26 Sep 2016

Carmen: The Musical Story – Act 3

Act 3
Another “Entr’acte,” this one most beautiful.   Initially harp arpeggios support a flute melody.    Strings join to accompany a duet between the clarinet and flute, which resolves into a repeat of the melody played by English Horn and Bassoon, with a counter melody from First Violins and Violas.   And with various winds playing the theme, accompanied by various counter-melodies from the strings, the end arrives.   Glorious music, but you have to wonder what it introduces, since Act 3 begins with two blasts of a horn call, which may be a signal that all is clear.  We are in a wild, rocky, deserted mountain place.  The original libretto says that one Gypsy appears, then another, then lots of them;  the men carry huge bundles on their shoulders.
A solo Flute, accompanied by plucked violas and cellos, announces a theme which will be taken over by the violins, and then, varied, by the entire wind section, which expands to include the full orchestra and then quiets down to allow the chorus to be heard.   Perhaps the various instrumental entrances of the musical theme are Bizet’s way of observing the stage direction.    “Be careful,” they warn each other, “a fortune waits down there, but watch your step: the path is dangerous.”   Glorious Bizet!   The six principals now sing, accompanied by the winds, a song of joy to their trade:  it’s a good business, but it requires courage, for danger is everywhere;  but we’re not afraid of the soldiers who are waiting down there to stop us.   Repeat of the opening chorus.
Dancaïre  tells the group that he needs to check out how to smuggle their stuff into town:  there is a breach in the walls, but apparently a guard has been posted there.   José says that Pastia claims the guard is one of theirs, but Dancaïre wants to make sure for himself.   He drags the reluctant Remendado along with him.
While the gypsies settle down for the night, José apologizes to Carmen for being angry, but she won’t accept that:  I know that I love you less than before;  and if you continue like this I won’t love you at all.   I won’t be ordered around:  I must be free to do as I please.    You’re a devil!    Silence.   What are you looking at, what are you thinking, she asks.   Somewhere down there is a village where lives an old woman who still thinks I’m an honest man:  my mother.    Go back to her:  you’re not made for our kind of life.   You don’t know how to protect yourself;  you’ll be killed.   You too, if you won’t behave as I want you to.   You’ll kill me?  I’ve seen it often in the cards that we will die together.   She moves over to Frasquita and Mercédès who have dealt cards to tell their fortunes. Violas are very busy here while woodwinds have a lot of fun commenting on  their various choices.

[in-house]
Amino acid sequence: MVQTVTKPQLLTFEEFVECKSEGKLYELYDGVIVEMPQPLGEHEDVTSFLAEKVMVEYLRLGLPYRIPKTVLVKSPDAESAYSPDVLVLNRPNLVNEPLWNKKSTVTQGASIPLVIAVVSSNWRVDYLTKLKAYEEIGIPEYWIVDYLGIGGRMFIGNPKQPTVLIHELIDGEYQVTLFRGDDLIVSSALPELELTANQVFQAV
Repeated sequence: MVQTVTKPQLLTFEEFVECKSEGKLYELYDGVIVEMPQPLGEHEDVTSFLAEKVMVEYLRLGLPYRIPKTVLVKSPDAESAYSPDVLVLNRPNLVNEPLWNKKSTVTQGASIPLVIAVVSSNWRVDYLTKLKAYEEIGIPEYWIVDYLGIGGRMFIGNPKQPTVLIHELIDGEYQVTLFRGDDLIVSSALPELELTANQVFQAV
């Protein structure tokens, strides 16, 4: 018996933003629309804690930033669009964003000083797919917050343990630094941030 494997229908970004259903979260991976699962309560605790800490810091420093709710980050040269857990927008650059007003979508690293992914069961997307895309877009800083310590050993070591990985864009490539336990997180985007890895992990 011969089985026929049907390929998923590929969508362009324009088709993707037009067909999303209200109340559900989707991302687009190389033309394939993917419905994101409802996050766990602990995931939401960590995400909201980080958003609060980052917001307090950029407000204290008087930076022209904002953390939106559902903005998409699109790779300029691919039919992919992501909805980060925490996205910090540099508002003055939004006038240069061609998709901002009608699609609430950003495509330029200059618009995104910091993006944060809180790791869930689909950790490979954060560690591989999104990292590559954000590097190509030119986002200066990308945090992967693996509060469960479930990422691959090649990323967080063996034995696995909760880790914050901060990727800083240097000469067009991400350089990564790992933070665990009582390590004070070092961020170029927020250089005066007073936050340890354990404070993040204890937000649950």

The vocal score is confused in identifying which girl reads what in the cards;  but, since Frasquita is the soprano and Mercèdés the mezzo,  the vocal lines solve that problem.  Mercèdès sees a young man who is madly in love with her, while Frasquita sees a rich old man who wants to marry.  Both enjoy their fantasies of a studly hero and a husband who buys so much jewellery;  it must be said that Frasquita wins out, since her rich old husband dies and she inherits everything.   Carmen, to flute memories of “Fate,” deals her cards.   Diamonds and Spades:  death, first for me, then for him.
Another of Bizet’s repetitive, insistent accompaniments.   It’s a kind of panting rhythm which continues throughout the aria.  Over that Carmen sings a wonderfully legato melody:  you can shuffle the cards as much as you like, but they will always tell the truth.  The girls resume their playful music, under which Carmen repeats “Always death!”   “Fate” and the rhythm of Carmen’s solo make up the seven-bar orchestral play-out.
Dancaïre returns;  he couldn’t find Pastia’s man, but did notice that the breach was guarded well by three customs agents:  Eusebéo, Perez and Bartolomé, names the girls recognize.   “No worries,” says Carmen, which elicits an angry response from José.   Dancaïre turns on him and tells him to control his jealousy;  he is to guard what they’re not taking – keep watch from that hill and let your anger fly at whoever approaches.
The girls lead off an ensemble telling how they will take care of the customs guards.   A magical change of key to B major – though it’s not a huge one, since the Gb they ended in is, enharmonically F# which is the dominant of the new key.  (And that’s your Theory Lesson for today!)   No need to fight, they sing, when his arm is around our waist;  we’ll even give him a smile if he wants one; and the contraband will get through.   Listen to the soaring counter-melody in the violins!  A wonderful transition back to the original key and the number ends with a stirring “Let’s go!”   A 30-bar orchestral postlude which gradually gets softer gives everyone plenty of time to exit.
A man enters furtively; seeing the coast is clea,r he signals off-stage and Micaëla enters.   The guide explains that the smugglers have just left, but to watch out for the guard they’ll have left behind: who knows what he would do if he saw her.   She hopes that she is seen, since she came here to speak to one of them.   Her courage impresses the guide; even running into the herd of wild bulls that were being rounded up by Escamillo didn’t faze you.   She assures him that she doesn’t scare easily.   It’s obvious the guide does, because he says he’ll wait for her in the inn at the bottom of the mountain.  The recitative version eliminates the guide;   Micaëla enters alone and, obviously inspired by the operatic gods, knows she’s in the right place to find José.